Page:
The world is facing an epidemic of multidrug-resistant typhoid fever. That’s the conclusion of the largest study to date of genomes of the bacterium that causes the diseases, Salmonella enterica Typhi. According to the researchers, a clone of the bacterium that’s frequently multidrug-resistant, called H58, is rolling across Asia and Africa. Its spread is likely to increase the cost of treatments and lead to more complications, they warn.
“There is a sense of urgency now,” says Gordon Dougan, a geneticist at the Wellcome Trust Sanger Institute in Hinxton, U.K., and an author of the paper.
Typhoid spreads through contaminated water or food, causing fever, headache, and other symptoms. If not treated, the disease can lead to complications like gastrointestinal perforation and kill up to 20% of patients. Estimates range from 10 million to 30 million cases a year. About 200,000 people die. S. enterica Typhi that are resistant to multiple antibiotics first appeared in the 1970s. But H58 has been particularly worrying to scientists, because it is cropping up in more and more countries.
To get an overview of its spread, scientists analyzed the genomes of 1832 samples from 21 countries in Asia, Africa, and Oceania. The clone likely emerged in South Asia around 1985 and then picked up resistance genes in the following years, before spreading to Southeast Asia and Africa, Dougan says.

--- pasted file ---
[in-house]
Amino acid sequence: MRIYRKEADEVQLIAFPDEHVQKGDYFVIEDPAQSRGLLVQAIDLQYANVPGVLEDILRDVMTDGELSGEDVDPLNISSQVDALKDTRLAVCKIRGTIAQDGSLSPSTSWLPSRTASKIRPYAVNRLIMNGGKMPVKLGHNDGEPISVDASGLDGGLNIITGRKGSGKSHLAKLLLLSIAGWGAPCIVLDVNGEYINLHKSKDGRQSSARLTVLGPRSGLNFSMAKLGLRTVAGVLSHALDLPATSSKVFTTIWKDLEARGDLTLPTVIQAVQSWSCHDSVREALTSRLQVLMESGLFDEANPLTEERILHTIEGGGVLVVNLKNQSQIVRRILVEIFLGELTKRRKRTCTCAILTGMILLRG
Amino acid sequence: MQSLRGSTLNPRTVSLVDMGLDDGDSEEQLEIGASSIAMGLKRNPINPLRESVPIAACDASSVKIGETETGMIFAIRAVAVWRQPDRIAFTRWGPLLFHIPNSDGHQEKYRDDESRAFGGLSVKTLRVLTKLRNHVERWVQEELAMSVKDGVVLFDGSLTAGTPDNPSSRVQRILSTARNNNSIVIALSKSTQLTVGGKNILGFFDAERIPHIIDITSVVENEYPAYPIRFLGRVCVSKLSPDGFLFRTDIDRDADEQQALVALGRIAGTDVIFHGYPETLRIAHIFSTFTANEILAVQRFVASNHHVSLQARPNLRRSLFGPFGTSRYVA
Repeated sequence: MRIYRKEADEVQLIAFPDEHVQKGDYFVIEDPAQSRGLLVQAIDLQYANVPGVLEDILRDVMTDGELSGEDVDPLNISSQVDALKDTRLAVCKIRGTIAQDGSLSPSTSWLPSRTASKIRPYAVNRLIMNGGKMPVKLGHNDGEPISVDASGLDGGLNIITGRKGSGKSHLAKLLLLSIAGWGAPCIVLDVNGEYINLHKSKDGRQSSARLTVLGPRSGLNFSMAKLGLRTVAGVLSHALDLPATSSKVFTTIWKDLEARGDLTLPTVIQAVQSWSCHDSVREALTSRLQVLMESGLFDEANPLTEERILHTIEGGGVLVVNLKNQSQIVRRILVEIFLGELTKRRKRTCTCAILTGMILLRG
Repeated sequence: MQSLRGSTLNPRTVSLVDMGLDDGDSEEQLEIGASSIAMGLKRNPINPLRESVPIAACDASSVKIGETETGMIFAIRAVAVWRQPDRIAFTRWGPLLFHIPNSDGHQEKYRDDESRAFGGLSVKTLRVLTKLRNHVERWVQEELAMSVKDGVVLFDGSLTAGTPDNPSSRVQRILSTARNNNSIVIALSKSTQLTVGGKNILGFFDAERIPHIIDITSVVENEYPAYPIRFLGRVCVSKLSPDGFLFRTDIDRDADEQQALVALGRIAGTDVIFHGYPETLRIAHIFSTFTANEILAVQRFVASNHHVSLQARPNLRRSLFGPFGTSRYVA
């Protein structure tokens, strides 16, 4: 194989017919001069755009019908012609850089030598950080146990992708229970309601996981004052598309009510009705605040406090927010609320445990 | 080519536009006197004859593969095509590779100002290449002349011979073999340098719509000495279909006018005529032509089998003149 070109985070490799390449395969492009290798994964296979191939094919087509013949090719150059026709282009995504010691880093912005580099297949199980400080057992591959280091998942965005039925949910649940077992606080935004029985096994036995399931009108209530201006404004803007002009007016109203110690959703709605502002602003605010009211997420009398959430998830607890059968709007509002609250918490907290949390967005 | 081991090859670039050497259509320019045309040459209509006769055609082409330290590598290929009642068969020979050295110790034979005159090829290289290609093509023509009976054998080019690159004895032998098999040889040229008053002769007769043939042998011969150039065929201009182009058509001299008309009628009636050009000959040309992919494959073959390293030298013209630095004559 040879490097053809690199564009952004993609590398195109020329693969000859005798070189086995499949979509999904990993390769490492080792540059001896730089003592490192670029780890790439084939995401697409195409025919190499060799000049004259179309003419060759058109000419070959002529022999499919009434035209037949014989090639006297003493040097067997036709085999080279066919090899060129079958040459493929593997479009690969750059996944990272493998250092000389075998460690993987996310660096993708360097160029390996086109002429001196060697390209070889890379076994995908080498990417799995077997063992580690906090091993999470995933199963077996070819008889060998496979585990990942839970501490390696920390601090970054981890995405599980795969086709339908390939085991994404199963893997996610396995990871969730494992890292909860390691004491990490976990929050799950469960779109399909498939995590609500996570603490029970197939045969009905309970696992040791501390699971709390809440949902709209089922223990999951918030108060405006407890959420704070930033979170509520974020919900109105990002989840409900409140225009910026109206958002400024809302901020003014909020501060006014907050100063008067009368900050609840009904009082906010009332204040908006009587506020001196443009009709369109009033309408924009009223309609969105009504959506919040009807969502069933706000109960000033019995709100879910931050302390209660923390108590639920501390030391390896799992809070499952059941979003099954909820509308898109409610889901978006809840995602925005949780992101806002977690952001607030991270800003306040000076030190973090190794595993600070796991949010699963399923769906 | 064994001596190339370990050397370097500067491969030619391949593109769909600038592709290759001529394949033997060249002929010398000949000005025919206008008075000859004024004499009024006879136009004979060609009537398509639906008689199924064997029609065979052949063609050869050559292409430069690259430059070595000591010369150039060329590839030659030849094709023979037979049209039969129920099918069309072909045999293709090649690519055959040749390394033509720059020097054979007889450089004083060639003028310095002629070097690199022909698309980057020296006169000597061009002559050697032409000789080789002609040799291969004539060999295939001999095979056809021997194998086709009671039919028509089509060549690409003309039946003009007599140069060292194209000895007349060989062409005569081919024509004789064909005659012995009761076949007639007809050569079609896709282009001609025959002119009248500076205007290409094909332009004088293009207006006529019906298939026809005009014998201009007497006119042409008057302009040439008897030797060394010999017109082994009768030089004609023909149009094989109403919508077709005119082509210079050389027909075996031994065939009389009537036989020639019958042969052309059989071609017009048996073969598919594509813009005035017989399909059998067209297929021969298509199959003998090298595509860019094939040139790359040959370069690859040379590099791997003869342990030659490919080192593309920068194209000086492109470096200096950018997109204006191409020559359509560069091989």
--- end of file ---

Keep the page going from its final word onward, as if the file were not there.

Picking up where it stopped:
In Africa, the clone was probably introduced several times to Kenya and has been spreading from there to the south, the authors report online today in Nature Genetics. In a paper last month in PLOS Neglected Tropical Diseases, Dougan and other scientists tracked the emergence of H58 in one hospital in Malawi. From 1998 to 2010, there were, on average, 14 diagnoses of typhoid fever a year at the hospital. About 7% of the isolates were resistant to multiple drugs. In 2014 there were 782 diagnoses, 97% with multidrug resistance. “As soon as this arrives in your country, you have to turn to more expensive antimicrobials,” Dougan says.
It is not clear why H58 is so successful. One possible explanation: The clone may have mutated to better survive in the tissue of carriers that spread the disease without getting sick themselves. There are some genetic changes in H58 that may point to that, Dougan says. “But that’s speculation,” he cautions. Why certain bacterial clones become dominant is still a mystery, says Mark Achtman, a microbiologist at the University of Warwick in the United Kingdom. “It’s a phenomenon we see again and again in different bacteria and it has never been understood.”
The paper is one of the largest bacterial genome samples that anybody has published, Achtman says. Much was already known about H58 spreading, he says. “But this is the first time that we’ve had such an exhaustive overview of Salmonella typhi and the H58 group within typhi.” Dougan says he and his colleagues are sequencing many more typhoid isolates to pin down the origins of H58.